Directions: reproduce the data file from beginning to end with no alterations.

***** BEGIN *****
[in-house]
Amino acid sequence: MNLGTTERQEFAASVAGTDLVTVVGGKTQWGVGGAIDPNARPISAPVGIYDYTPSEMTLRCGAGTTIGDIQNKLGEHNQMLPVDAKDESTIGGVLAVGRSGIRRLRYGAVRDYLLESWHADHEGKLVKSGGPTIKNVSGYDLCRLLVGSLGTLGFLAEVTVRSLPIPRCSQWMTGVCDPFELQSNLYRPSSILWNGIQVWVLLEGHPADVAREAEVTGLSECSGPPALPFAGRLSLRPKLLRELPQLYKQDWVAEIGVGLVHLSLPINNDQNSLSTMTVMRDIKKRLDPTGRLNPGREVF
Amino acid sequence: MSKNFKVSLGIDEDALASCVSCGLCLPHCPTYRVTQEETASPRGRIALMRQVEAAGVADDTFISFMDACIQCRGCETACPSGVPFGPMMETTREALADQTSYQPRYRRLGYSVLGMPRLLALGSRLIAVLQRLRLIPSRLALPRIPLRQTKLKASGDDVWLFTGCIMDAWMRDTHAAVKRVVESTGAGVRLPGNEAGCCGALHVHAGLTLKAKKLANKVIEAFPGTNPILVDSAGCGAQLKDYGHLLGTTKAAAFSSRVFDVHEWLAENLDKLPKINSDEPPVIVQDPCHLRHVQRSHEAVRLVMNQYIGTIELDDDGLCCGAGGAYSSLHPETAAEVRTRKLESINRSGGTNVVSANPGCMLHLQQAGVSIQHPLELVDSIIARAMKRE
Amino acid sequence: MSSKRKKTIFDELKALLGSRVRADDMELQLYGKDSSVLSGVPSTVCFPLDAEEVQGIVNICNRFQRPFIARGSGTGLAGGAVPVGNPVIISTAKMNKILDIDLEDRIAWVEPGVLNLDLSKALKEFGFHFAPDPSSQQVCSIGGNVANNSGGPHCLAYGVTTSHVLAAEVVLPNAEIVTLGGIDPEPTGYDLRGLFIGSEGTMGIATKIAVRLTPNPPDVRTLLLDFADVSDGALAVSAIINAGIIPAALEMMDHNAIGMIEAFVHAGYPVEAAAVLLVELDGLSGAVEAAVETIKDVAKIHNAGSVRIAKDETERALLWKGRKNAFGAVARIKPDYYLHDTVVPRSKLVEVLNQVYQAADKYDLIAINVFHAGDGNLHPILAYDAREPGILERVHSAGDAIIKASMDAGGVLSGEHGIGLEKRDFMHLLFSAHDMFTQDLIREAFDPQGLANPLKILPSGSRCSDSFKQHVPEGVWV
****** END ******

[in-house]
Amino acid sequence: MNLGTTERQEFAASVAGTDLVTVVGGKTQWGVGGAIDPNARPISAPVGIYDYTPSEMTLRCGAGTTIGDIQNKLGEHNQMLPVDAKDESTIGGVLAVGRSGIRRLRYGAVRDYLLESWHADHEGKLVKSGGPTIKNVSGYDLCRLLVGSLGTLGFLAEVTVRSLPIPRCSQWMTGVCDPFELQSNLYRPSSILWNGIQVWVLLEGHPADVAREAEVTGLSECSGPPALPFAGRLSLRPKLLRELPQLYKQDWVAEIGVGLVHLSLPINNDQNSLSTMTVMRDIKKRLDPTGRLNPGREVF
Amino acid sequence: MSKNFKVSLGIDEDALASCVSCGLCLPHCPTYRVTQEETASPRGRIALMRQVEAAGVADDTFISFMDACIQCRGCETACPSGVPFGPMMETTREALADQTSYQPRYRRLGYSVLGMPRLLALGSRLIAVLQRLRLIPSRLALPRIPLRQTKLKASGDDVWLFTGCIMDAWMRDTHAAVKRVVESTGAGVRLPGNEAGCCGALHVHAGLTLKAKKLANKVIEAFPGTNPILVDSAGCGAQLKDYGHLLGTTKAAAFSSRVFDVHEWLAENLDKLPKINSDEPPVIVQDPCHLRHVQRSHEAVRLVMNQYIGTIELDDDGLCCGAGGAYSSLHPETAAEVRTRKLESINRSGGTNVVSANPGCMLHLQQAGVSIQHPLELVDSIIARAMKRE
Amino acid sequence: MSSKRKKTIFDELKALLGSRVRADDMELQLYGKDSSVLSGVPSTVCFPLDAEEVQGIVNICNRFQRPFIARGSGTGLAGGAVPVGNPVIISTAKMNKILDIDLEDRIAWVEPGVLNLDLSKALKEFGFHFAPDPSSQQVCSIGGNVANNSGGPHCLAYGVTTSHVLAAEVVLPNAEIVTLGGIDPEPTGYDLRGLFIGSEGTMGIATKIAVRLTPNPPDVRTLLLDFADVSDGALAVSAIINAGIIPAALEMMDHNAIGMIEAFVHAGYPVEAAAVLLVELDGLSGAVEAAVETIKDVAKIHNAGSVRIAKDETERALLWKGRKNAFGAVARIKPDYYLHDTVVPRSKLVEVLNQVYQAADKYDLIAINVFHAGDGNLHPILAYDAREPGILERVHSAGDAIIKASMDAGGVLSGEHGIGLEKRDFMHLLFSAHDMFTQDLIREAFDPQGLANPLKILPSGSRCSDSFKQHVPEGVWV